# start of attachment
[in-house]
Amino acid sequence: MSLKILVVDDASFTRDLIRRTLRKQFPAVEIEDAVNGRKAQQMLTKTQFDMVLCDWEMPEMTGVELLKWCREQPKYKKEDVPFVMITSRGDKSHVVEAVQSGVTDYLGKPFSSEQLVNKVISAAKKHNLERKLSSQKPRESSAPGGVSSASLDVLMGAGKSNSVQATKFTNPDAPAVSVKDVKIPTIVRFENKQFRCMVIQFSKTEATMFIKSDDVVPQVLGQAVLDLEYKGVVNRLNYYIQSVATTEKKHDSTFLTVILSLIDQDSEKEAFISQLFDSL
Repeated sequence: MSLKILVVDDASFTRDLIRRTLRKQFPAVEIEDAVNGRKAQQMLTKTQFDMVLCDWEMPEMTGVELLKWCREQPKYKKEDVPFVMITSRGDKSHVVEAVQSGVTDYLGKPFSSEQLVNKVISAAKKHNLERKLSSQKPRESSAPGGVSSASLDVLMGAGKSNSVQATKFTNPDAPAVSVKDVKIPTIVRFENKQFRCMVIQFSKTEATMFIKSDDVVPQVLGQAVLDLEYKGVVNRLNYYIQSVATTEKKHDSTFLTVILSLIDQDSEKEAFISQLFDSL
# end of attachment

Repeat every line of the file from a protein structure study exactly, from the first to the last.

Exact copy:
[in-house]
Amino acid sequence: MSLKILVVDDASFTRDLIRRTLRKQFPAVEIEDAVNGRKAQQMLTKTQFDMVLCDWEMPEMTGVELLKWCREQPKYKKEDVPFVMITSRGDKSHVVEAVQSGVTDYLGKPFSSEQLVNKVISAAKKHNLERKLSSQKPRESSAPGGVSSASLDVLMGAGKSNSVQATKFTNPDAPAVSVKDVKIPTIVRFENKQFRCMVIQFSKTEATMFIKSDDVVPQVLGQAVLDLEYKGVVNRLNYYIQSVATTEKKHDSTFLTVILSLIDQDSEKEAFISQLFDSL
Repeated sequence: MSLKILVVDDASFTRDLIRRTLRKQFPAVEIEDAVNGRKAQQMLTKTQFDMVLCDWEMPEMTGVELLKWCREQPKYKKEDVPFVMITSRGDKSHVVEAVQSGVTDYLGKPFSSEQLVNKVISAAKKHNLERKLSSQKPRESSAPGGVSSASLDVLMGAGKSNSVQATKFTNPDAPAVSVKDVKIPTIVRFENKQFRCMVIQFSKTEATMFIKSDDVVPQVLGQAVLDLEYKGVVNRLNYYIQSVATTEKKHDSTFLTVILSLIDQDSEKEAFISQLFDSL